‘Arty, we can hardly traverse three continents without a sky-ship.’
‘There’s always a way, Maud. We could go to the Geographical Society and show them the locket.’
She paused for a moment then looked at him doubtfully. ‘They’ll need some convincing it means something. They don’t exactly think much of the Brightstorm name.’
(Brightstorm by Vashti Hardy.) Synopsis:
Arthur and Maudie’s life is turned upside down when their father dies on an expedition to reach South Polaris. Not only do they lose their father, they lose everything they have ever known. Their father is accused of stealing fuel from competitor Eudora Vane. As this breaks the Explorer’s code, his house and assets revert to The Geographical Society.
As the expedition to South Polaris failed, the prize fund still stands. The twins do not believe their father stole the fuel, so they join competitor Harriet Culpepper on her ship the Aurora. They set out on an adventure, but there are secrets along the way which others would rather they did not find.
Take to the skies with this fantastic Middle Grade adventure. Brightstorm has airships, secrets and a villain to rival Cruella deVill. I had high hopes from the description, and I wasn’t disappointed. The first chapter is perfect – it showed me the sort of book I would be reading, and left me asking questions about the world and about the twins’ situation.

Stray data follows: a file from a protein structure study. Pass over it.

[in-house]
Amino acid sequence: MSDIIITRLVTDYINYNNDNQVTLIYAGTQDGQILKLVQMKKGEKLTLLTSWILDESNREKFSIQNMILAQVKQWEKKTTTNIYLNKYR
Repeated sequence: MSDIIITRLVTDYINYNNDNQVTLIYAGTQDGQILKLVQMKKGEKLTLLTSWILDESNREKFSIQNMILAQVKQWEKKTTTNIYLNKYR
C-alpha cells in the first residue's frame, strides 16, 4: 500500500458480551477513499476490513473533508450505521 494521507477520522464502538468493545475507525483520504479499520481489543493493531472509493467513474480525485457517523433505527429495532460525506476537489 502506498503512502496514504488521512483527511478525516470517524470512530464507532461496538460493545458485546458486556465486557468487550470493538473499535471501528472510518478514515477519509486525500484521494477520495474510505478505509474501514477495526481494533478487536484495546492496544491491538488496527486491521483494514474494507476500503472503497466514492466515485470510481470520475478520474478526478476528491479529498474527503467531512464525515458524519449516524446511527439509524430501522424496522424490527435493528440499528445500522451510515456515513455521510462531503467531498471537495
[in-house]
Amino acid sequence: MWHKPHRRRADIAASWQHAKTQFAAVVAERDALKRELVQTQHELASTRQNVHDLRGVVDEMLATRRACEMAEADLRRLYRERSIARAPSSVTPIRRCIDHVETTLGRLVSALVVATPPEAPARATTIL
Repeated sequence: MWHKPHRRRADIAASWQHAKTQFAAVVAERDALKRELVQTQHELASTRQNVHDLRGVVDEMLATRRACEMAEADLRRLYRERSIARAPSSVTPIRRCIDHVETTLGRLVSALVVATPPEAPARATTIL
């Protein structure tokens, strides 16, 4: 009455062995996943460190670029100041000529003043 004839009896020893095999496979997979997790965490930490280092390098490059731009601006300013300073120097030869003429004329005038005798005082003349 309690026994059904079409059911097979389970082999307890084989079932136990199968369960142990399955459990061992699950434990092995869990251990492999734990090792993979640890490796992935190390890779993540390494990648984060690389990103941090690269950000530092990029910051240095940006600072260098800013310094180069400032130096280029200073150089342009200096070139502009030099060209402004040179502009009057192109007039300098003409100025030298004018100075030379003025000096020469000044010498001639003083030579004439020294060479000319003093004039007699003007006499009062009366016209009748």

Arthur and Maudie are great characters. Their relationship teaches us valuable lessons about family. Is family the bloodline we are born into, or the people around us who we love? It was interesting reading about twin main characters – Arthur felt like the main protagonist, but Maudie also developed over the story. There is a great moment where she says what she thinks for the first time.
The Geographical Society is a fantastic setting, which shows the disadvantages of class-based society. It is an institution built on tradition – it is narrow-minded and it fails to support social mobility. There are old families and there are new blood explorers. The usual route to becoming an explorer is to be born into a family of explorers. It is important for children to form their beliefs away form the prejudice of adults, and the world-building in Brightstorm supports this.
I love the idea of sapient animals – animals whose intelligence is recognised to be close to that of a human. The presence of intelligent animals reminded me of the daemons in His Dark Materials, and there is a fantastic plot twist which I didn’t see coming regarding a sapient animal.
Lots of people have praised the disability representation, and rightly so. Arthur is a character like any other in the adventure, and his arm is mentioned, but not studied. The things which define him are his interests, emotions and experiences. This is the kind of representation which is so desperately needed. Children need to see all kinds of people as part of their world, and as people they might meet and interact with.
If you like middle grade adventure, you need to read this. Hardy is a strong debut author and a wonderful new voice. I look forward to seeing what she writes next.
Huge thanks to Vashti Hardy and Scholastic UK for my ARC. Opinions remain my own.